Film Review: How To Train Your Dragon 2


How to Train Your Dragon 2 is an entertaining sequel which provides marvellous spectacle.

Five years since Hiccup and Toothless united Vikings and dragons, the islanders are living in harmony. When Hiccup and Toothless discover an ice cave on a neighbouring island, the pair find themselves at the centre of a battle to restore peace…

Following the success of How to Train Your Dragon, director Dean DeBlois is back for the second instalment. The narrative is fairly standard adventure fare, with a few devices thrown in fro good measure. After a little meandering at the beginning of the film (talking in the necessary foreshadowing), the pace picks up for the next two thirds.

Characters from the first film are developed in a natural manner, in keeping with what was presented there. Newcomers are fine for the most part, although the antagonist is a little one dimensional. The film relies on fantasy/action tropes rather than fleshing out this role. Nevertheless, the focus on the film remains on Hiccup and Toothless, so this is not a big problem.

The beauty of How to Train Your Dragon 2 is how engaging the central pair are. Hiccup and Toothless are well crafted enough for the audience to care about their outcomes. As a result, there are moments in the film that are genuinely emotional. Writer-director DeBlois has done well to make these come across as most sincere.

How to Train Your Dragon 2 offers tremendous spectacle with its animation. The flying sequences are wonderful to watch; and there is a richness to the animation which seems delightfully indulgent. It is really worth seeing the film in IMAX to experience just how fantastic the film looks. Jay Baruchel and Cate Blanchett lead a strong vocal cast.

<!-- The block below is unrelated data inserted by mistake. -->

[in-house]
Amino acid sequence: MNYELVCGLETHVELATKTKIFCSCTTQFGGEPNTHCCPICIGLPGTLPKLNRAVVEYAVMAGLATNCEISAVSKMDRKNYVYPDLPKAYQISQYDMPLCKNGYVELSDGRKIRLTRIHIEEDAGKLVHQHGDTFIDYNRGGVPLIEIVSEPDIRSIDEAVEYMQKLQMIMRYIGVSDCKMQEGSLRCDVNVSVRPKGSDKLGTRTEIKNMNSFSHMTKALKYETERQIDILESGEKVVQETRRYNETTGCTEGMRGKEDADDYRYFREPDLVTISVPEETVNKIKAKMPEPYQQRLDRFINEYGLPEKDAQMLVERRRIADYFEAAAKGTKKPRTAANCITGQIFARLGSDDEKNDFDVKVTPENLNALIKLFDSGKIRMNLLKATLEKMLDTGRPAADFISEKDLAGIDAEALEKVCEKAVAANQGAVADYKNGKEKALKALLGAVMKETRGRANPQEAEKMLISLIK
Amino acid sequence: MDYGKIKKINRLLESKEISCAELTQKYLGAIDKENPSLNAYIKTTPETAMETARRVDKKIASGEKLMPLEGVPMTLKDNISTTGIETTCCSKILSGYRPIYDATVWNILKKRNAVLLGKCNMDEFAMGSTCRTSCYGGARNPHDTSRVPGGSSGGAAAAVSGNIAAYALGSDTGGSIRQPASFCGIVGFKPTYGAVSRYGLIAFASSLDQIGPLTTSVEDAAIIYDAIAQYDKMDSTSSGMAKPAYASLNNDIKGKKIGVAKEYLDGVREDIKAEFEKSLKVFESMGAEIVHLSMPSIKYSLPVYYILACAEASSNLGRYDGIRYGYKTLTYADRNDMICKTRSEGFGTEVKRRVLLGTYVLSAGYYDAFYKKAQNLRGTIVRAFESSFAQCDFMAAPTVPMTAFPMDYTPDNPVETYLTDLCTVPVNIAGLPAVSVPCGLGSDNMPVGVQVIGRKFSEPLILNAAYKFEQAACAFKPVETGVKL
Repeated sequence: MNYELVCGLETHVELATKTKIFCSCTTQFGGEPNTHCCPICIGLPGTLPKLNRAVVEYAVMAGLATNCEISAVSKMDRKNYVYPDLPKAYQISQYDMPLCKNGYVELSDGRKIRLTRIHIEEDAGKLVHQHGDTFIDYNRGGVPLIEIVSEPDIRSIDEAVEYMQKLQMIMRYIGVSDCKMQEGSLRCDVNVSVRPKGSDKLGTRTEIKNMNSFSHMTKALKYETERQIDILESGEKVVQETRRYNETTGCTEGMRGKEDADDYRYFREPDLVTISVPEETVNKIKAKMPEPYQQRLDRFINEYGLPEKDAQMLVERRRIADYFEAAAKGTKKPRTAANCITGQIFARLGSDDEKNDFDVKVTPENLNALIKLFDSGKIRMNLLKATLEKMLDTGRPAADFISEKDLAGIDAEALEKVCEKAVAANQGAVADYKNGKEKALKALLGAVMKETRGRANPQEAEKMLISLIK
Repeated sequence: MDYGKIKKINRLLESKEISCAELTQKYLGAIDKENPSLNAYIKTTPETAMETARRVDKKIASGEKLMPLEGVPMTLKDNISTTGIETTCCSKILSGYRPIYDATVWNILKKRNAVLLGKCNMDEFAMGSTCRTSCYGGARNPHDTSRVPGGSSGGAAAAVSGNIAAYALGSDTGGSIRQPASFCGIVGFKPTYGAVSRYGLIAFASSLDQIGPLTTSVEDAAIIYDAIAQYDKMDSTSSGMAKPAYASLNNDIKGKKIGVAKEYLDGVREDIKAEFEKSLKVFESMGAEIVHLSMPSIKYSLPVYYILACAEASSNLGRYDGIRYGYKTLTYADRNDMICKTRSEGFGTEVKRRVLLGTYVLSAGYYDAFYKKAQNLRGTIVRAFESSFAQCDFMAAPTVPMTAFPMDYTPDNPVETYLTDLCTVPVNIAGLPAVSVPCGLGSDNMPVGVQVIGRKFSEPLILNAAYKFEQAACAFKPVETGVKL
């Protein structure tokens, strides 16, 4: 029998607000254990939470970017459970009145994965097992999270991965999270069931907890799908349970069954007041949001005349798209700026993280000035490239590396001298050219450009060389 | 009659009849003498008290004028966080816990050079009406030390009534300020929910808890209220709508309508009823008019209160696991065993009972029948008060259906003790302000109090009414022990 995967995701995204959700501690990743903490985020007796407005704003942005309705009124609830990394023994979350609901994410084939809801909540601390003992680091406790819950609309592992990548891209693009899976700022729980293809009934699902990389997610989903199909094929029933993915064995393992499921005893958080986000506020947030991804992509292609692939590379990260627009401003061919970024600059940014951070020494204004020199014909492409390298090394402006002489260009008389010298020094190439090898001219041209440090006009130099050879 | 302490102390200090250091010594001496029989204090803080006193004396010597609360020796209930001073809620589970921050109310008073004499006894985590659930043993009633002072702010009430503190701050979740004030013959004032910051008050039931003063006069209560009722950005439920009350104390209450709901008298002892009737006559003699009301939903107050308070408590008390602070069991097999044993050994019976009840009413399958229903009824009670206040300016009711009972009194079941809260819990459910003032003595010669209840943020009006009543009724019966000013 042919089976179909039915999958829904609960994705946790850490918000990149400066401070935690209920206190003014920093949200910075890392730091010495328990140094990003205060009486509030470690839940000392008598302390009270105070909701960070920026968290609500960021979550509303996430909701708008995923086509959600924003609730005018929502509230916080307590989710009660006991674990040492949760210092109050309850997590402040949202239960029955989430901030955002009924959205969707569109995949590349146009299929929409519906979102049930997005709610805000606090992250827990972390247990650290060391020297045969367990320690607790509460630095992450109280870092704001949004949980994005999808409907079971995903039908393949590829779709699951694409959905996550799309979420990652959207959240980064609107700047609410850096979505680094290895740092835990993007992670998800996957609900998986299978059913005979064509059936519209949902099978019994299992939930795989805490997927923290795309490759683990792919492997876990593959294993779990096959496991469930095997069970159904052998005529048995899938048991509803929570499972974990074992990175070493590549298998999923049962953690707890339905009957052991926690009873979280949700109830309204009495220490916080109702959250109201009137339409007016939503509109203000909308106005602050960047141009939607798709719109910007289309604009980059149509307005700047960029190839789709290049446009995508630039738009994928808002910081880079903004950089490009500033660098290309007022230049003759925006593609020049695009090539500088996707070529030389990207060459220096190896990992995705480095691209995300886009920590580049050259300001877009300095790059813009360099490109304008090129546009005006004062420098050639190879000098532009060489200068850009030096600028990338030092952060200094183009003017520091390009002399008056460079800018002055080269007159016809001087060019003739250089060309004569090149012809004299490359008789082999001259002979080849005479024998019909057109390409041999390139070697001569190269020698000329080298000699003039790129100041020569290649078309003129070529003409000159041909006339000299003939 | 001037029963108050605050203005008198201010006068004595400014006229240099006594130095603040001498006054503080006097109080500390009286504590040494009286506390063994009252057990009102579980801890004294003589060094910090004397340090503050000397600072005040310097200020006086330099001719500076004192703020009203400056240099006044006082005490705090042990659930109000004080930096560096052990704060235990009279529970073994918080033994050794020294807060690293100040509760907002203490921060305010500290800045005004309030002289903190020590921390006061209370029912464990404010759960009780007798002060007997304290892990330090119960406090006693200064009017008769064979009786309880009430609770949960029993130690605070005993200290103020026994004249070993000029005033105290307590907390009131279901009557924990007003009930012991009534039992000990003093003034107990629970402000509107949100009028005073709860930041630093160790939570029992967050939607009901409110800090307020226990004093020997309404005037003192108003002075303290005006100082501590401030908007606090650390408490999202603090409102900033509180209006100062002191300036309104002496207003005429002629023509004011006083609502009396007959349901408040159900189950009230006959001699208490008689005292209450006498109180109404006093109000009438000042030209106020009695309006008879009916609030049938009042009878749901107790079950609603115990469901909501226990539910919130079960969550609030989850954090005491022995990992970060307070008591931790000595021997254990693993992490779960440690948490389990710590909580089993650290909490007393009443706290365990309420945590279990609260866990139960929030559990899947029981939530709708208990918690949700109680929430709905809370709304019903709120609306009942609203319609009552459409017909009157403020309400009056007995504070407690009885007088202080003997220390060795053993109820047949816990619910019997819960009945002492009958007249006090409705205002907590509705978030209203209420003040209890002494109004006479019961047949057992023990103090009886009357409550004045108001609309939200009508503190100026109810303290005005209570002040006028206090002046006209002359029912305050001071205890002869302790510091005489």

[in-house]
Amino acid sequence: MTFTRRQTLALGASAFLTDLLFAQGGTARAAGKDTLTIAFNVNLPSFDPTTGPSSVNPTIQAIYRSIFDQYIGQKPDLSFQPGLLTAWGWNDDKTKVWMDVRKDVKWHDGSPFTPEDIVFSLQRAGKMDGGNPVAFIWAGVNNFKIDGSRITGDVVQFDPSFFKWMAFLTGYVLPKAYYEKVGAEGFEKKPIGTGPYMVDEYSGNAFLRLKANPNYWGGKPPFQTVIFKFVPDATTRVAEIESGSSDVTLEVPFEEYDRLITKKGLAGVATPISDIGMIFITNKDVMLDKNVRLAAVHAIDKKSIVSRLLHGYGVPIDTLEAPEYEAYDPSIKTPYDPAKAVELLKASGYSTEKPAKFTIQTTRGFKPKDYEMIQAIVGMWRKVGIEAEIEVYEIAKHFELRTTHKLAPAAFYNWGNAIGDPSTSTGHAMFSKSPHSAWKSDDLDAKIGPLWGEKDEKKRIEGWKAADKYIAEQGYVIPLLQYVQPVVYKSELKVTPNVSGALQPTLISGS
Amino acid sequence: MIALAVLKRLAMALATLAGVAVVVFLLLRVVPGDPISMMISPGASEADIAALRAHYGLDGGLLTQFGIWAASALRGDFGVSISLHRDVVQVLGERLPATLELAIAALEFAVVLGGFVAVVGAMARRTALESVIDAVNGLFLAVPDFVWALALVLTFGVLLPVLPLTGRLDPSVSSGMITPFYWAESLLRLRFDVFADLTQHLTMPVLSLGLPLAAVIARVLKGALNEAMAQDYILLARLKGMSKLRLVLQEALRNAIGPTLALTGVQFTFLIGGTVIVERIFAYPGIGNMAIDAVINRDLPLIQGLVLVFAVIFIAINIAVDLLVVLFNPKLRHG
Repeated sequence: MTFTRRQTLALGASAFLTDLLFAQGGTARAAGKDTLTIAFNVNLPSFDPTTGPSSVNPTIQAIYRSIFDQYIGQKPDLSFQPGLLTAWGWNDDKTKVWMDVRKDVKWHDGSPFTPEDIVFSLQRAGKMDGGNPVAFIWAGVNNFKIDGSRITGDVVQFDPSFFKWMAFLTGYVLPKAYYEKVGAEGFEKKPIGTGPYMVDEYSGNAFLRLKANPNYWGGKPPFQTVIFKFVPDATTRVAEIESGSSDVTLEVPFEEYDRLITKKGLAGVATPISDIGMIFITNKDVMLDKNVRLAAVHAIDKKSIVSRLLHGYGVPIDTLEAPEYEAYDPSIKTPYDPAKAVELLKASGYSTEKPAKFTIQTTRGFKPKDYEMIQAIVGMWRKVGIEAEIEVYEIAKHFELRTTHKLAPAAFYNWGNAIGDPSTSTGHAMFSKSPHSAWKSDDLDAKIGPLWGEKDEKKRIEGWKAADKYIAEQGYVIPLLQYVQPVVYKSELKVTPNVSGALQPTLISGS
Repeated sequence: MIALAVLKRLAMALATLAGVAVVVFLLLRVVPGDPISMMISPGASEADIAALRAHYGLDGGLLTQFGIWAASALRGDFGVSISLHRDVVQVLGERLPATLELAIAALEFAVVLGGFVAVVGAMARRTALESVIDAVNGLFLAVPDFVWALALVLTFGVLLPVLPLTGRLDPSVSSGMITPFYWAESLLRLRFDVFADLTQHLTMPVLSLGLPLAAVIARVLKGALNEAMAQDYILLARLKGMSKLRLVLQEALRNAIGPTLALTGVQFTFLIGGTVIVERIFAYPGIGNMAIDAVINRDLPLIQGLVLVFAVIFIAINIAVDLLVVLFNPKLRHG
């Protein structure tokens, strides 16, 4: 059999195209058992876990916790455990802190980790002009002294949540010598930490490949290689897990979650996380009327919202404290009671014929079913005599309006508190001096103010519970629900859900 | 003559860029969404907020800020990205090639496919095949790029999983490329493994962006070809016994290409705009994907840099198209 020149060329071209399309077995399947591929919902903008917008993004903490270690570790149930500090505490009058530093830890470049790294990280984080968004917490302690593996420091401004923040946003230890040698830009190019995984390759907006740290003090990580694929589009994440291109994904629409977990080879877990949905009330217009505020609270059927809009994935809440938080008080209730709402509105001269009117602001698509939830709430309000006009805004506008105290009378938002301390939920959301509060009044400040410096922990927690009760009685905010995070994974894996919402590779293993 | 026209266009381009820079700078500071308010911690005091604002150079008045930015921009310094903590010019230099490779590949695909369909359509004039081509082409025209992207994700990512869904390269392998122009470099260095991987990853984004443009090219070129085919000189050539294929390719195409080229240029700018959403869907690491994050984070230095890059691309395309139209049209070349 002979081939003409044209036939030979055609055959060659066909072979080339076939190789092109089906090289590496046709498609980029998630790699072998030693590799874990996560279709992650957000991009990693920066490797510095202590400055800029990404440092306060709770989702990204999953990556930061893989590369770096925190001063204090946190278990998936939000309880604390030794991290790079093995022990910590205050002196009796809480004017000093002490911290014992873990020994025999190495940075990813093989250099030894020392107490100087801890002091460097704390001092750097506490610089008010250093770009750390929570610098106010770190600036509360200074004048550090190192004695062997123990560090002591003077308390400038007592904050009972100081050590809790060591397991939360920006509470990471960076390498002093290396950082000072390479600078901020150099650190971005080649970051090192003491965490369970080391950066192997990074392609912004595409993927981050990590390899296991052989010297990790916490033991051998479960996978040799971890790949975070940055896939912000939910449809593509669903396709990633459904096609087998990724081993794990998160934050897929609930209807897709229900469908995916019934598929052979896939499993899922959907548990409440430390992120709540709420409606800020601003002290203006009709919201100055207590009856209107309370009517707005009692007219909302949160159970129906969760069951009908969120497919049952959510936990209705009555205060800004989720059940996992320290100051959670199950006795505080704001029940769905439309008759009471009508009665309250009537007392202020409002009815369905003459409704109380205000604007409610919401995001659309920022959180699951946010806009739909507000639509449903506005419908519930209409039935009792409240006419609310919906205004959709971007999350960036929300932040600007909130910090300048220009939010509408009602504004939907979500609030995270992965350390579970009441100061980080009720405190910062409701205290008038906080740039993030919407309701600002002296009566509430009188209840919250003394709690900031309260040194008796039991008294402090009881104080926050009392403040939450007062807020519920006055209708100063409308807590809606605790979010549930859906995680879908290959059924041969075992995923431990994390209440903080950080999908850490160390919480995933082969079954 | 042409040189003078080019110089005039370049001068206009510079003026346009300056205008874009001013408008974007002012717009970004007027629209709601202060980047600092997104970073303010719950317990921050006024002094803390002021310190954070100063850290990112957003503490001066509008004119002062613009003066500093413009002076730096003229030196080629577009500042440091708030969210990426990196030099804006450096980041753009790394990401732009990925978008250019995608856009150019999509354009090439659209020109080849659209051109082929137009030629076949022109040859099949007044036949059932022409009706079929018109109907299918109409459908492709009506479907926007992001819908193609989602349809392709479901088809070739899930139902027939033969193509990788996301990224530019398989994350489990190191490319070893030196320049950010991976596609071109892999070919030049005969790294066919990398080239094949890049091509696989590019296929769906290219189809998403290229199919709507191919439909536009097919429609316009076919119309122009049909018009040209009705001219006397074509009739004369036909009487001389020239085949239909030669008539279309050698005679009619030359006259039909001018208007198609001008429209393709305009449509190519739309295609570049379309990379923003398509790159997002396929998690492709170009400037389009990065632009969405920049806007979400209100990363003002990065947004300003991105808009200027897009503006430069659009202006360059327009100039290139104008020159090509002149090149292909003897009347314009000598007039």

How to Train Your Dragon 2 is a highly successful sequel. Fans of the first film will not be disappointed.

Film Review: How to Train Your Dragon

How to Train Your Dragon works well on every level, and should be as entertaining for adults as it is children. The film’s box office success is unsurprising, particularly when considering the 3D element it offers.

The film centres on Hiccup, a young Viking who is worlds apart from the rest of his town, particularly his father. Hiccup is immediately identified as an outsider, having neither the strength nor the bravery to fight dragons, despite his desire to please his father. After befriending a dragon, Hiccup realises that slaying dragons may not be the way forward…

Hiccup is a very likable protagonist; most will be able to identify with his position as different to those around him. Furthermore, the film highlights the importance of keeping your own identity, and not following the crowd. Hiccup overcomes the odds in own way, persuading his contemporaries to his way of thinking.

The animation in How to Train Your Dragon is superb. Particularly appealing is Toothless, the dragon that Hiccup befriends. His mannerisms are cute; clearly the figure represents multiple merchandising opportunities. The use of 3D works excellently in the film; taking into account many of the 3D films released in the last year or so, it seems the form works better with animated or heavily CGI-infused productions.

The only real negative element of the film is that the narrative is quite predictable. But given that this is a family-orientated feature, it would be difficult for Dean DeBlois and Chris Sanders to push boundaries too much, whilst retaining the film’s mass appeal.